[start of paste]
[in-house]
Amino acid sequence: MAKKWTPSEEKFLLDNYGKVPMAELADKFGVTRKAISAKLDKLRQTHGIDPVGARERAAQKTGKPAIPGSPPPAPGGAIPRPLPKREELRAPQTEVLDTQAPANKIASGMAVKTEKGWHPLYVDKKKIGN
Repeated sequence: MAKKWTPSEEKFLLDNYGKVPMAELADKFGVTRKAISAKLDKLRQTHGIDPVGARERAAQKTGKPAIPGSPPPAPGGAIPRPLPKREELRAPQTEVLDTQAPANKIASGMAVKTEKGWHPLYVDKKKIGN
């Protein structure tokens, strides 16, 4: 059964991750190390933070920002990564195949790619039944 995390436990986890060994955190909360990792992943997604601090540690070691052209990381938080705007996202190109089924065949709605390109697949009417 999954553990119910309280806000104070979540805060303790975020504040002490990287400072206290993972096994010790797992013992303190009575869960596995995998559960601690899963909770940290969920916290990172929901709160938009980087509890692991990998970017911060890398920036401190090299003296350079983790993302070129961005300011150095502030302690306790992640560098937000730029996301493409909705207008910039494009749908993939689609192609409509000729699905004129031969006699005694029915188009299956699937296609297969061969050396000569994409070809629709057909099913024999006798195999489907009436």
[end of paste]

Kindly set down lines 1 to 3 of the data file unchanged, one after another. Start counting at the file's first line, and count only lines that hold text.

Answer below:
[in-house]
Amino acid sequence: MAKKWTPSEEKFLLDNYGKVPMAELADKFGVTRKAISAKLDKLRQTHGIDPVGARERAAQKTGKPAIPGSPPPAPGGAIPRPLPKREELRAPQTEVLDTQAPANKIASGMAVKTEKGWHPLYVDKKKIGN
Repeated sequence: MAKKWTPSEEKFLLDNYGKVPMAELADKFGVTRKAISAKLDKLRQTHGIDPVGARERAAQKTGKPAIPGSPPPAPGGAIPRPLPKREELRAPQTEVLDTQAPANKIASGMAVKTEKGWHPLYVDKKKIGN